Update on Florida-Allstate confrontation, Louisiana insurance news, Scruggs

Florida insurance wars

I’ve likened Florida lawmakers and regulators to Wile E. Coyote — they persistently pursue failed strategies.  Every time that Acme rocket backpack blows up or runs them headlong into a cliff, they strap on another. They also are somewhat like a guy who is denied a promotion and then comes home and beats the stuffing out of his dog.  Everything about the state’s insurance mess is someone else’s fault — they never pause to consider whether the central-command regulatory regime they love might be making things worse, or be one of the actual causes of the problem.  Instead, they sound like some of the black helicopter conspiracy theorists, looking for evil everywhere.  And when you are emotionally invested in finding wrongdoing, you keep at it, no matter how many times that rocket explodes and singes your fur. 

While Scruggs was imploding, I didn’t have as much time as I’d like to follow this saga.  So I’ll offer a couple blog posts and news articles here to start back on track.  You may remember that Florida regulators barred Allstate from selling certain new policies in the state until they turned over documents regulators think will show collusion or defiance of the state’s Wishful Thinking Law — the Florida insurance "reform" package passed last year that, in contravention of all reality about the risk of insuring property in Florida, was supposed to set things right and make insurance affordable.        

Allstate turns over documents to Florida regulators.

Tampa Tribune story on McKinsey documents.

Allstate fined $25,000 a day in Missouri.

Book on McKinsey docs hits Amazon.

Louisiana insurance developments

Citizens Property, the state-run property insurer of last resort, which acquired a reputation for colossal incompetence, is back in the news.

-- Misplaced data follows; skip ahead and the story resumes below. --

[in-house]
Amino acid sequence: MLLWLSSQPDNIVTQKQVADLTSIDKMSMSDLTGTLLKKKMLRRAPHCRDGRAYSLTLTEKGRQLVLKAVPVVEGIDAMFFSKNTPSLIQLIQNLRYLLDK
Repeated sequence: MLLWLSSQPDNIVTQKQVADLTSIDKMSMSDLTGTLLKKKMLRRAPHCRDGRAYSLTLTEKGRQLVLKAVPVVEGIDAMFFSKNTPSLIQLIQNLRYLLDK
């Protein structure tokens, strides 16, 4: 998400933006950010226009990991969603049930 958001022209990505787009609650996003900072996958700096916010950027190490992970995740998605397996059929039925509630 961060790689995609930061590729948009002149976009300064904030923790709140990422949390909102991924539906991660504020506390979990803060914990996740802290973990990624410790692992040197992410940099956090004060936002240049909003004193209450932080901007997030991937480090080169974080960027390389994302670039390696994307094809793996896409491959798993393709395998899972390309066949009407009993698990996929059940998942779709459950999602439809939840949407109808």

Suit accuses Citizens executives of racketeering.

The state has also, in place of the abolished ratings board, created a new consumer advocate office.

Scruggs

Dickie Scruggs’ name has now been turned into a buzz phrase, a symbol, shorthand for excesses that discredit his cause, although it’s disputed by some whether Scruggs had any cause other than Scruggs, human beings are complex and merely because one has other, undisclosed aims does not mean the goals one publicly professes are not sincere.  The latest example of how Scruggs’ place in the rogue’s gallery du jour is secured, I offer this editorial from the Wall Street Journal.  An excerpt:

March has been a rough month for the tort bar, and not only because two of its standard-bearers — Dickie Scruggs and Mel Weiss — have both copped to felonies. A judge in California has put a damper on the efforts of plaintiffs lawyers to drum up lawsuits abroad and have them tried in the U.S.

It’s not even about Scruggs, but these days, all you need to do to make your point is mention his name. I’ll prove it.  Scruggs! See what I mean?

See also these posts by Jane Genova and Walter Olson.  I’m still waiting for the release of the "Lawyers Gone Wild: Spring Break Edition" DVD.

In other Scruggs-related news, Hinds County Judge Bobby DeLaughter says he will not fight a temporary suspension while his conduct is probed in the Wilson fee dispute case involving Scruggs, according to this story by John O’Brien of Legal Newsline

 

 

 

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